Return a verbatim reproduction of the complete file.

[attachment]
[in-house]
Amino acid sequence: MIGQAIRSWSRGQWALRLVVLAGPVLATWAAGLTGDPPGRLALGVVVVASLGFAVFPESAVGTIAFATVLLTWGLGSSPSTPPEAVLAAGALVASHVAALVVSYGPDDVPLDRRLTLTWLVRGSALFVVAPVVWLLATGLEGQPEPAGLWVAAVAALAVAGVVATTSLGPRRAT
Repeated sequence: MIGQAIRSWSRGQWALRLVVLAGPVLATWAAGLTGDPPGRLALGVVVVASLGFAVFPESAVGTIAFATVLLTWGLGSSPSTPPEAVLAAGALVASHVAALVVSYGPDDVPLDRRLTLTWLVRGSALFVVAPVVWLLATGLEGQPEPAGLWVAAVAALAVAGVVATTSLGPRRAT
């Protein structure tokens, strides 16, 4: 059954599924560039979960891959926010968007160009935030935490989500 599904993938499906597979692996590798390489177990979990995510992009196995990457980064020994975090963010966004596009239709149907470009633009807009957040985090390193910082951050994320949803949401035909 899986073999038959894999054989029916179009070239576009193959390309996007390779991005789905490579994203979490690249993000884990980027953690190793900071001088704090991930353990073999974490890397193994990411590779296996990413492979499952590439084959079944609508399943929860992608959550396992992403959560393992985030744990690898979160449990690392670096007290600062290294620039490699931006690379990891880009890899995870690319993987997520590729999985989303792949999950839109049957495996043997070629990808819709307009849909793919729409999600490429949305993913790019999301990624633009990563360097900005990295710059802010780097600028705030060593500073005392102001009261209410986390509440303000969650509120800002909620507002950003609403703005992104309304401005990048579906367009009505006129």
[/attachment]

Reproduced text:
[in-house]
Amino acid sequence: MIGQAIRSWSRGQWALRLVVLAGPVLATWAAGLTGDPPGRLALGVVVVASLGFAVFPESAVGTIAFATVLLTWGLGSSPSTPPEAVLAAGALVASHVAALVVSYGPDDVPLDRRLTLTWLVRGSALFVVAPVVWLLATGLEGQPEPAGLWVAAVAALAVAGVVATTSLGPRRAT
Repeated sequence: MIGQAIRSWSRGQWALRLVVLAGPVLATWAAGLTGDPPGRLALGVVVVASLGFAVFPESAVGTIAFATVLLTWGLGSSPSTPPEAVLAAGALVASHVAALVVSYGPDDVPLDRRLTLTWLVRGSALFVVAPVVWLLATGLEGQPEPAGLWVAAVAALAVAGVVATTSLGPRRAT
């Protein structure tokens, strides 16, 4: 059954599924560039979960891959926010968007160009935030935490989500 599904993938499906597979692996590798390489177990979990995510992009196995990457980064020994975090963010966004596009239709149907470009633009807009957040985090390193910082951050994320949803949401035909 899986073999038959894999054989029916179009070239576009193959390309996007390779991005789905490579994203979490690249993000884990980027953690190793900071001088704090991930353990073999974490890397193994990411590779296996990413492979499952590439084959079944609508399943929860992608959550396992992403959560393992985030744990690898979160449990690392670096007290600062290294620039490699931006690379990891880009890899995870690319993987997520590729999985989303792949999950839109049957495996043997070629990808819709307009849909793919729409999600490429949305993913790019999301990624633009990563360097900005990295710059802010780097600028705030060593500073005392102001009261209410986390509440303000969650509120800002909620507002950003609403703005992104309304401005990048579906367009009505006129």